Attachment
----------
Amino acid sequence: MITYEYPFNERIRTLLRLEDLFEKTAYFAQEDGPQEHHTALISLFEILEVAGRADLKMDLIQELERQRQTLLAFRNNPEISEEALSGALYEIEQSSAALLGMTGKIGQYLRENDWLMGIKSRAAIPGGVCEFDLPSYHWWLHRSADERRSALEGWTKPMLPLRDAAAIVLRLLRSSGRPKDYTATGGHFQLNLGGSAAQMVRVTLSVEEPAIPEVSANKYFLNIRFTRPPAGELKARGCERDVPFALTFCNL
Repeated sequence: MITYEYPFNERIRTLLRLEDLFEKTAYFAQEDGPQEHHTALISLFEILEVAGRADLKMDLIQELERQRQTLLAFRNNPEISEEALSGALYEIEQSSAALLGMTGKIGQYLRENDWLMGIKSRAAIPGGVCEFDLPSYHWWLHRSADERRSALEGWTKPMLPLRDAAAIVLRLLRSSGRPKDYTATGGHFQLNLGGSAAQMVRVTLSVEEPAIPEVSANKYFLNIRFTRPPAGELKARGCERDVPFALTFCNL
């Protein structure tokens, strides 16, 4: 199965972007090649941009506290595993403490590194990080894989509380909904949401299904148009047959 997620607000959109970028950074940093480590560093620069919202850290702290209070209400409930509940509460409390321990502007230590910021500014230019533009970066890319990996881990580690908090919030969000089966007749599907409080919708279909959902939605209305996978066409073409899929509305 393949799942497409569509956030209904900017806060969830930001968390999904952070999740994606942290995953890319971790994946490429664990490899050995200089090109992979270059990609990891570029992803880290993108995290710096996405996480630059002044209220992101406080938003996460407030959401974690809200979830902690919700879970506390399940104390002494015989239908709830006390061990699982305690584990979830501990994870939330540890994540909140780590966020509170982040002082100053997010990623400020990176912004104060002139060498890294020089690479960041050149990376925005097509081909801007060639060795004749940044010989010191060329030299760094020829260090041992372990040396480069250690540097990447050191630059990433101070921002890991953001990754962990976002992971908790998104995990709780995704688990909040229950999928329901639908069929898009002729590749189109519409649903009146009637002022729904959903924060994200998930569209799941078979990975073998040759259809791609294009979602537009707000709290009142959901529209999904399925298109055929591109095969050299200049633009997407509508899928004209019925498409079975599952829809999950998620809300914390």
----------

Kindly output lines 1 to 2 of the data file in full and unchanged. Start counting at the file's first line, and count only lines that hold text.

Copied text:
Amino acid sequence: MITYEYPFNERIRTLLRLEDLFEKTAYFAQEDGPQEHHTALISLFEILEVAGRADLKMDLIQELERQRQTLLAFRNNPEISEEALSGALYEIEQSSAALLGMTGKIGQYLRENDWLMGIKSRAAIPGGVCEFDLPSYHWWLHRSADERRSALEGWTKPMLPLRDAAAIVLRLLRSSGRPKDYTATGGHFQLNLGGSAAQMVRVTLSVEEPAIPEVSANKYFLNIRFTRPPAGELKARGCERDVPFALTFCNL
Repeated sequence: MITYEYPFNERIRTLLRLEDLFEKTAYFAQEDGPQEHHTALISLFEILEVAGRADLKMDLIQELERQRQTLLAFRNNPEISEEALSGALYEIEQSSAALLGMTGKIGQYLRENDWLMGIKSRAAIPGGVCEFDLPSYHWWLHRSADERRSALEGWTKPMLPLRDAAAIVLRLLRSSGRPKDYTATGGHFQLNLGGSAAQMVRVTLSVEEPAIPEVSANKYFLNIRFTRPPAGELKARGCERDVPFALTFCNL